An analysis of the utility of explicit negative examples to improve the syntactic abilities of neural language models

04/06/2020 ∙ by Hiroshi Noji, et al. ∙ 0

We explore the utilities of explicit negative examples in training neural language models. Negative examples here are incorrect words in a sentence, such as "barks" in "*The dogs barks". Neural language models are commonly trained only on positive examples, a set of sentences in the training data, but recent studies suggest that the models trained in this way are not capable of robustly handling complex syntactic constructions, such as long-distance agreement. In this paper, using English data, we first demonstrate that appropriately using negative examples about particular constructions (e.g., subject-verb agreement) will boost the model's robustness on them, with a negligible loss of perplexity. The key to our success is an additional margin loss between the log-likelihoods of a correct word and an incorrect word. We then provide a detailed analysis of the trained models. One of our findings is the difficulty of object-relative clauses for RNNs. We find that even with our direct learning signals the models still suffer from resolving agreement across an object-relative clause. Augmentation of training sentences involving the constructions somewhat helps, but the accuracy still does not reach the level of subject-relative clauses. Although not directly cognitively appealing, our method can be a tool to analyze the true architectural limitation of neural models on challenging linguistic constructions.



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1 Introduction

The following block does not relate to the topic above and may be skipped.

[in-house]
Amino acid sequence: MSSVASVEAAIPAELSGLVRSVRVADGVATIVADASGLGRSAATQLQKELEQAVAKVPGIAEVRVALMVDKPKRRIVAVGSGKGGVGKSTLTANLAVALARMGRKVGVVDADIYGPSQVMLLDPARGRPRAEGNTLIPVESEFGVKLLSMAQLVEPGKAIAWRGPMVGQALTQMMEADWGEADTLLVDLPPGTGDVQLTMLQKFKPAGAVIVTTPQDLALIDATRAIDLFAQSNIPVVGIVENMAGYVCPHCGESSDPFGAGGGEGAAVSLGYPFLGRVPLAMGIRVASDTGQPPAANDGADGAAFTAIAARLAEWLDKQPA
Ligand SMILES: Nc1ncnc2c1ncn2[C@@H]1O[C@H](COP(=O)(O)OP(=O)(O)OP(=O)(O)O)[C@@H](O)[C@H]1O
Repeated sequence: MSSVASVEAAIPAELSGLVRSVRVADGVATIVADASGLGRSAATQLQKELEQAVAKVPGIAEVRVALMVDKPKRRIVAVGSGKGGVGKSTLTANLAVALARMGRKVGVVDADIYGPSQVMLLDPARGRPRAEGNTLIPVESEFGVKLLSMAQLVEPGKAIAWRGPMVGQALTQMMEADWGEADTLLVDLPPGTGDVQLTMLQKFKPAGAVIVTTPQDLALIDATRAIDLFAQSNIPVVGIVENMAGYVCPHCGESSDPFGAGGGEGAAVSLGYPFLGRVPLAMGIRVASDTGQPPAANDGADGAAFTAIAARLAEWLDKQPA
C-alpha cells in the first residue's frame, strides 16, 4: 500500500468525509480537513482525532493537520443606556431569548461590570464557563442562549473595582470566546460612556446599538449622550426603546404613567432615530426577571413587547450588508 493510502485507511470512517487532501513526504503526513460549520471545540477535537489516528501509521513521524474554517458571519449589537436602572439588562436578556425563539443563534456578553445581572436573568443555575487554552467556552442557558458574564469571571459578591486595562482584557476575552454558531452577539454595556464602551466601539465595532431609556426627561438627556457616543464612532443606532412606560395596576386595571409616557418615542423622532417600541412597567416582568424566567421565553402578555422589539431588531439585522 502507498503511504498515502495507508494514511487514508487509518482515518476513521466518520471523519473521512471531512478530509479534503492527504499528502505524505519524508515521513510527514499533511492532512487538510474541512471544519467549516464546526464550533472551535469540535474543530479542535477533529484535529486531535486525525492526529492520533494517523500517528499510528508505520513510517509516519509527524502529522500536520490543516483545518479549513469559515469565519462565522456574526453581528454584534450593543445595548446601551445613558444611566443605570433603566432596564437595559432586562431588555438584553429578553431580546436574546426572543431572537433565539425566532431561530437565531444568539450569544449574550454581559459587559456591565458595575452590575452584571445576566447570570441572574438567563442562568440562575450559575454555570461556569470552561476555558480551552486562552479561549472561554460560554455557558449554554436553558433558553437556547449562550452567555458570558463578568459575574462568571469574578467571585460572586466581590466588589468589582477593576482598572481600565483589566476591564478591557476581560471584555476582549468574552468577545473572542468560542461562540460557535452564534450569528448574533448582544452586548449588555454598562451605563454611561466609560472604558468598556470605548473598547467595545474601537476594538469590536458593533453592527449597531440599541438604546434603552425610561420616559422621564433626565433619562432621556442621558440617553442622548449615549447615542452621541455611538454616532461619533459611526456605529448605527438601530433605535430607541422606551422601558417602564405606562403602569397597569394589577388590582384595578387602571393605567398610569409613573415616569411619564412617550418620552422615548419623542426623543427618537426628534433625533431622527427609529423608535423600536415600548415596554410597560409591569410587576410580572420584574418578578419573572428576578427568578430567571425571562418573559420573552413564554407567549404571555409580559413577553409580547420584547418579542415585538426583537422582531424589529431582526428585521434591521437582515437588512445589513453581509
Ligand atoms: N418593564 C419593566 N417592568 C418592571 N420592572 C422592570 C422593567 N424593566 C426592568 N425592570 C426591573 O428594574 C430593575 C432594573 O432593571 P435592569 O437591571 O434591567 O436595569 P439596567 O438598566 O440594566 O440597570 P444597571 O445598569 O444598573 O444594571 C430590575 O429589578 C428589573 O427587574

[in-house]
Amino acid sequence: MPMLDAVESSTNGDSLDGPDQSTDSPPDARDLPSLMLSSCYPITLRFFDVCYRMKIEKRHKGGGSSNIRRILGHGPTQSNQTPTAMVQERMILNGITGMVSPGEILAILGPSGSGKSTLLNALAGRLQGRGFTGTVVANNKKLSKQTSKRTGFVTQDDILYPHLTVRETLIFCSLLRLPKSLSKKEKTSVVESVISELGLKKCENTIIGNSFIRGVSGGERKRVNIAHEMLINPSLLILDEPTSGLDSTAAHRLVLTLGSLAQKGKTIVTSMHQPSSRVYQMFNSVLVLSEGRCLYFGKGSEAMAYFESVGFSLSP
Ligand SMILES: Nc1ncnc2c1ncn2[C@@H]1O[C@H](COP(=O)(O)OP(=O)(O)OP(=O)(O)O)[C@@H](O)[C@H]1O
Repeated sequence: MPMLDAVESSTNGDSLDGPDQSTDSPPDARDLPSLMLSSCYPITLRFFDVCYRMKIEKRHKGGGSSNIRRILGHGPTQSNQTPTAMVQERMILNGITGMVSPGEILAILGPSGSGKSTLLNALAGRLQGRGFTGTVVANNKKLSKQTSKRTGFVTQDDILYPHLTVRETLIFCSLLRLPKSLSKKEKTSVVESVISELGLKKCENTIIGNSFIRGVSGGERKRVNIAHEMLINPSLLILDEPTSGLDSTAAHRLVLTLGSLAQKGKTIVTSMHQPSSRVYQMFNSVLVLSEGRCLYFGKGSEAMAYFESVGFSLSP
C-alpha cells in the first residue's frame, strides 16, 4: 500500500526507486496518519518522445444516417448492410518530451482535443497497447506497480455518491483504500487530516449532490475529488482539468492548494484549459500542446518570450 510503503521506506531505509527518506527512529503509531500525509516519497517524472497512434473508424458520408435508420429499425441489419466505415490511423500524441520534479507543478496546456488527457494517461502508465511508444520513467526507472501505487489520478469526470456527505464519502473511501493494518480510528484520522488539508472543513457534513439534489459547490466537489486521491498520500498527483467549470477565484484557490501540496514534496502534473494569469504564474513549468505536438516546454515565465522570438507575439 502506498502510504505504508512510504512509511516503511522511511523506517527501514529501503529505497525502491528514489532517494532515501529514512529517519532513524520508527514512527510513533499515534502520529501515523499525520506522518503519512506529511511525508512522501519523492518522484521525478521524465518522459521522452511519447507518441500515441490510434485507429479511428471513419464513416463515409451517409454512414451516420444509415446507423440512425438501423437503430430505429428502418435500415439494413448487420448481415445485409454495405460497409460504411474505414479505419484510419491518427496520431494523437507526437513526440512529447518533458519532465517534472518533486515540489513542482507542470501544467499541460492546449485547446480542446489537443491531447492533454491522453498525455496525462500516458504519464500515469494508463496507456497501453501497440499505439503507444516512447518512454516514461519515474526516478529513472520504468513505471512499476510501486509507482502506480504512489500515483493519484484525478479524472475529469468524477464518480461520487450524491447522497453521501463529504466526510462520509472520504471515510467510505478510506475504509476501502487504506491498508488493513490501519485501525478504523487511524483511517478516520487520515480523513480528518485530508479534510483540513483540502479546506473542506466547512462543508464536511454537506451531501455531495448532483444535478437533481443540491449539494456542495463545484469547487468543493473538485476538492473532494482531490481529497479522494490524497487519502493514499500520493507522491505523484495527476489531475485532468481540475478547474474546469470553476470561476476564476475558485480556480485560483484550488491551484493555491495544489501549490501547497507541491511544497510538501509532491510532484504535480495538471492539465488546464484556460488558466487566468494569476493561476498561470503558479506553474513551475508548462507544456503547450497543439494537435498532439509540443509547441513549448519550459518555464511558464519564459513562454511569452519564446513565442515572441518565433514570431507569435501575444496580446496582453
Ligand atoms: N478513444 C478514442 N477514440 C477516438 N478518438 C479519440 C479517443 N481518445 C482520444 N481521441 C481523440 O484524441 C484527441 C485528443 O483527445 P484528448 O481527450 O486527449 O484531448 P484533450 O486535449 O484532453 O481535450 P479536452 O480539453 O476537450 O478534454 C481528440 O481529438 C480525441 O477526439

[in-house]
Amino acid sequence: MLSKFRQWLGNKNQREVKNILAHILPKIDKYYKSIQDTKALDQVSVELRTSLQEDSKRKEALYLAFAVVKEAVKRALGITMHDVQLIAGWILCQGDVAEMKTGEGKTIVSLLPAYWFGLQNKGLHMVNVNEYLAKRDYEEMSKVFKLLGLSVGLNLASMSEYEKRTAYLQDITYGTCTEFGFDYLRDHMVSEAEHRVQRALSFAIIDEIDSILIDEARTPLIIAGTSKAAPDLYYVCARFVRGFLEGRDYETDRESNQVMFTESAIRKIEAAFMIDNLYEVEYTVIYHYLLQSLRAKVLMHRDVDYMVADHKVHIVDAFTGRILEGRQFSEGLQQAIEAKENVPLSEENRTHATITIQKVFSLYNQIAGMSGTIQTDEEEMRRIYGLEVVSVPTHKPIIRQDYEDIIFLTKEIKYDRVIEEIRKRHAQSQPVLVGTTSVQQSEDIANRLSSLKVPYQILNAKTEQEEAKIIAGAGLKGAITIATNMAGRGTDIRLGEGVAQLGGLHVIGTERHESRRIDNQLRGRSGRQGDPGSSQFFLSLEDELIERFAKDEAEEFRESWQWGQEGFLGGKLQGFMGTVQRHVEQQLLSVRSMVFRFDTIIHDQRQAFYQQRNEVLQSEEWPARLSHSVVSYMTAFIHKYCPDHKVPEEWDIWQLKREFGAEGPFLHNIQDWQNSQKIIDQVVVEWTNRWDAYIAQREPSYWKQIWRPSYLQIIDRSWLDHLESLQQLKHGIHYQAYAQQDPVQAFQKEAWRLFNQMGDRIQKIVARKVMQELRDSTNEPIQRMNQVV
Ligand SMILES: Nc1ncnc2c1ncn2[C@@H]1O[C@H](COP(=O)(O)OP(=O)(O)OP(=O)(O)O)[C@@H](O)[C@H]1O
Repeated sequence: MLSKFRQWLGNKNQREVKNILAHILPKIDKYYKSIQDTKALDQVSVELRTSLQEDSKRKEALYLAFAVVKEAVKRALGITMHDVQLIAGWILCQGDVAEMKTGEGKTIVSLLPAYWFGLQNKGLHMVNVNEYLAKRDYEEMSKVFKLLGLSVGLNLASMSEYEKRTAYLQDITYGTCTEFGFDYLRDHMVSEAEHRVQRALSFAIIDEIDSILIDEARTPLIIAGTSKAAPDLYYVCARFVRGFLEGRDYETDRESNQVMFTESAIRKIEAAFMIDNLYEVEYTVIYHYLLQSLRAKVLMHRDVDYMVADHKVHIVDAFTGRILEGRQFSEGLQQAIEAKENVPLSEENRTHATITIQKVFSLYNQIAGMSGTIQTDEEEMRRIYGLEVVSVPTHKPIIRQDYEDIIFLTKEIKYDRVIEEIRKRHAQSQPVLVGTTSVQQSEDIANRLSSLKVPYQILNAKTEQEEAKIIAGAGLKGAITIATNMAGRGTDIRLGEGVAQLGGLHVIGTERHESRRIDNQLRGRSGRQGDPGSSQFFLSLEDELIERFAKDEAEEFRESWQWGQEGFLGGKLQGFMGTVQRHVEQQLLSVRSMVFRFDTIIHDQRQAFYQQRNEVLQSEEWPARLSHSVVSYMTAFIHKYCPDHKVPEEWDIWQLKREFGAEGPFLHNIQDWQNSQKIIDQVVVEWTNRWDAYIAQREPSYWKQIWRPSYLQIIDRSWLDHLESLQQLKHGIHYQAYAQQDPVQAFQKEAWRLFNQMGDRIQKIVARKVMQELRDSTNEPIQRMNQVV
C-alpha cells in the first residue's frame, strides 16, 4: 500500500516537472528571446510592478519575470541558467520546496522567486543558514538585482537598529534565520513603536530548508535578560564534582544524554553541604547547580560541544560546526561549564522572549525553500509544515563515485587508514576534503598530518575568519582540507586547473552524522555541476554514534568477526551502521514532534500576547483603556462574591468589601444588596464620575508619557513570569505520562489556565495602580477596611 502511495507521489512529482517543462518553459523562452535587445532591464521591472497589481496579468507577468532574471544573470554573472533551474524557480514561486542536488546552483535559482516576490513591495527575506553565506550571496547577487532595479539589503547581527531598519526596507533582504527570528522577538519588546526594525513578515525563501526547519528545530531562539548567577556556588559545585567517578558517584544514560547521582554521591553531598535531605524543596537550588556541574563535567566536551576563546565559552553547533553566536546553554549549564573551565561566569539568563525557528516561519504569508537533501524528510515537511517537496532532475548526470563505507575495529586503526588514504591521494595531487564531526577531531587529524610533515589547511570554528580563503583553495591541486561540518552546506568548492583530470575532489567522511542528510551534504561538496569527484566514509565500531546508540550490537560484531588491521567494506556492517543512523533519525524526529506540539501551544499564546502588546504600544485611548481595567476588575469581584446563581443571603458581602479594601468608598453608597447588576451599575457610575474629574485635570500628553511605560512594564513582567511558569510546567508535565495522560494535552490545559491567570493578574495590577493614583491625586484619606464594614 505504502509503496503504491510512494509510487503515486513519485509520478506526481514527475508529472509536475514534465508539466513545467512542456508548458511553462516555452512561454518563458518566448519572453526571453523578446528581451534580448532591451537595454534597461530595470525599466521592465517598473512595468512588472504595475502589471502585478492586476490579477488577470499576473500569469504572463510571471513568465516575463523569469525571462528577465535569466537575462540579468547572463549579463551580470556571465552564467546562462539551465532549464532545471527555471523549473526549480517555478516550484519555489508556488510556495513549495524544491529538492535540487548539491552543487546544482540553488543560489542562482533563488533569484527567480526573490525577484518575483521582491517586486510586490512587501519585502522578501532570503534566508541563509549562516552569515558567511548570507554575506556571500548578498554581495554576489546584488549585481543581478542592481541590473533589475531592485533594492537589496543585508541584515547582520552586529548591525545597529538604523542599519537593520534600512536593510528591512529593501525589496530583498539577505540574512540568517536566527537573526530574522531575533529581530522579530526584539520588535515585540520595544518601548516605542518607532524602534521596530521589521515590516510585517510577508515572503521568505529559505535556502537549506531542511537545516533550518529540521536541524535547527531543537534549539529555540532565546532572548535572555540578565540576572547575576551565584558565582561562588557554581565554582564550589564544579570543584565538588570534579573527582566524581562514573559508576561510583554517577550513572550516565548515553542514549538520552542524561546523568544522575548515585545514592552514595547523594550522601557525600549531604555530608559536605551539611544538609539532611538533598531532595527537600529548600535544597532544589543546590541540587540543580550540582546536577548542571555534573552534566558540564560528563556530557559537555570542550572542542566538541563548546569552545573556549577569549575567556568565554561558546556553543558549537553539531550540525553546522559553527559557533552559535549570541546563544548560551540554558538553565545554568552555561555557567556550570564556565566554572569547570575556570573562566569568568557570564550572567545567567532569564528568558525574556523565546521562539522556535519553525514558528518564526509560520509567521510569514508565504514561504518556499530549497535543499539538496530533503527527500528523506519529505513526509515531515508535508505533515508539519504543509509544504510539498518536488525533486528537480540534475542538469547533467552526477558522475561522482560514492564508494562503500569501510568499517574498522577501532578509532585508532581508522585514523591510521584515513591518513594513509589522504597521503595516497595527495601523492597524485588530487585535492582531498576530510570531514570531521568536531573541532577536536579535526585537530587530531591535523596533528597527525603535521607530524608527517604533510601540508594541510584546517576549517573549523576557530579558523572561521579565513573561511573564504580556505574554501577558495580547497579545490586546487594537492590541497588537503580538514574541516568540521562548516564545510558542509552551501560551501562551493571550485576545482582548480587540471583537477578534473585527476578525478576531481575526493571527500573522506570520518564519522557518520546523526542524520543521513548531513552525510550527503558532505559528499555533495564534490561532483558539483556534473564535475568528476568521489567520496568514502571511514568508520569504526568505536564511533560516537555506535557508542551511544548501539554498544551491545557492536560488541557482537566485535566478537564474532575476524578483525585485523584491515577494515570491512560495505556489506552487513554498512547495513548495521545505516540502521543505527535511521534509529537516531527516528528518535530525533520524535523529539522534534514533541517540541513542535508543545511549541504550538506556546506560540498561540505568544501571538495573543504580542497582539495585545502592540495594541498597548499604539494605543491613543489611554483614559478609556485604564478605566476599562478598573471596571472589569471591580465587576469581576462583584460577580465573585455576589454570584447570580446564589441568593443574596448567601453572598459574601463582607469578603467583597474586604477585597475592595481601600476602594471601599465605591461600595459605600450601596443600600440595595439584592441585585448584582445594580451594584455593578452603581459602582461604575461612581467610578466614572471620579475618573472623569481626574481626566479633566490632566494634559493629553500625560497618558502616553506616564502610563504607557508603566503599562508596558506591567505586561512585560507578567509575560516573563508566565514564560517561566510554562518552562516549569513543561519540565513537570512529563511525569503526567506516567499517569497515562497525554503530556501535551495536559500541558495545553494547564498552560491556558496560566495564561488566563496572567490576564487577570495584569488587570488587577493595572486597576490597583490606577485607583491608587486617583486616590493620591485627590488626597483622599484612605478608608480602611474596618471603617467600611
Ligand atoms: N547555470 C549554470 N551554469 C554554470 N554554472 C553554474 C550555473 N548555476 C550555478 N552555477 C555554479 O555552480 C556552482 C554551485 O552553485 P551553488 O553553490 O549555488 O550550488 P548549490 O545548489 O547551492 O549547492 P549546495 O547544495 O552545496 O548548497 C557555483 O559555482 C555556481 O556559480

Despite not being exposed to explicit syntactic supervision, neural language models (LMs), such as recurrent neural networks, are able to generate fluent and natural sentences, suggesting that they induce syntactic knowledge about the language to some extent. However, it is still under debate whether such induced knowledge about grammar is robust enough to deal with syntactically challenging constructions such as long-distance subject-verb agreement. So far, the results for RNN language models (RNN-LMs) trained only with raw text are overall negative; prior work has reported low performance on the challenging test cases

marvin-linzen:2018:EMNLP even with the massive size of the data and model van-schijndel-EtAl:2019:EMNLP1, or argue the necessity of an architectural change to track the syntactic structure explicitly wilcox-etal-2019-structural; kuncoro-EtAl:2018:Long. Here the task is to evaluate whether a model assigns a higher likelihood on a grammatically correct sentence (1) over an incorrect sentence (1) that is minimally different from the original one Q16-1037.

[]The author that the guards like laughs. [*]The author that the guards like laugh.

In this paper, to obtain a new insight into the syntactic abilities of neural LMs, in particular RNN-LMs, we perform a series of experiments under a different condition from the prior work. Specifically, we extensively analyze the performance of the models that are exposed to explicit negative examples. In this work, negative examples are the sentences or tokens that are grammatically incorrect, such as (1) above.

Since these negative examples provide a direct learning signal on the task at test time it may not be very surprising if the task performance goes up. We acknowledge this, and argue that our motivation for this setup is to deepen understanding, in particular the limitation or the capacity of the current architectures, which we expect can be reached with such strong supervision. Another motivation is engineering: we could exploit negative examples in different ways, and establishing a better way will be of practical importance toward building an LM or generator that can be robust on particular linguistic constructions.

The first research question we pursue is about this latter point: what is a better method to utilize negative examples that help LMs to acquire robustness on the target syntactic constructions? Regarding this point, we find that adding additional token-level loss trying to guarantee a margin between log-probabilities for the correct and incorrect words (e.g.,